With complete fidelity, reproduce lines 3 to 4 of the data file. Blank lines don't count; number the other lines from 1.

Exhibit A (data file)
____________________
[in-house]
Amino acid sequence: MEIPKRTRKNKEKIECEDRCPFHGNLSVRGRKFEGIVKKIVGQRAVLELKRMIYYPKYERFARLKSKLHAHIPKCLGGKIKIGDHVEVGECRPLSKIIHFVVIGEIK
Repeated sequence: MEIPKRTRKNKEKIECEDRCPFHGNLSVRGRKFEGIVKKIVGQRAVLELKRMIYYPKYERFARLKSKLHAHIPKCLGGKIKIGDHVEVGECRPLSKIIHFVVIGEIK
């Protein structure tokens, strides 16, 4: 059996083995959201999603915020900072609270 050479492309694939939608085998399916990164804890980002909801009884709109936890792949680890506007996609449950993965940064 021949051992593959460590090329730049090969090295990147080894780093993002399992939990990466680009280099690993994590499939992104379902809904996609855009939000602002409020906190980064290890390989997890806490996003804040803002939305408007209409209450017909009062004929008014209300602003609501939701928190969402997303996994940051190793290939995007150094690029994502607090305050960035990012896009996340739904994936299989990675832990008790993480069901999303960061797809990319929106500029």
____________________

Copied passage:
Repeated sequence: MEIPKRTRKNKEKIECEDRCPFHGNLSVRGRKFEGIVKKIVGQRAVLELKRMIYYPKYERFARLKSKLHAHIPKCLGGKIKIGDHVEVGECRPLSKIIHFVVIGEIK
């Protein structure tokens, strides 16, 4: 059996083995959201999603915020900072609270 050479492309694939939608085998399916990164804890980002909801009884709109936890792949680890506007996609449950993965940064 021949051992593959460590090329730049090969090295990147080894780093993002399992939990990466680009280099690993994590499939992104379902809904996609855009939000602002409020906190980064290890390989997890806490996003804040803002939305408007209409209450017909009062004929008014209300602003609501939701928190969402997303996994940051190793290939995007150094690029994502607090305050960035990012896009996340739904994936299989990675832990008790993480069901999303960061797809990319929106500029």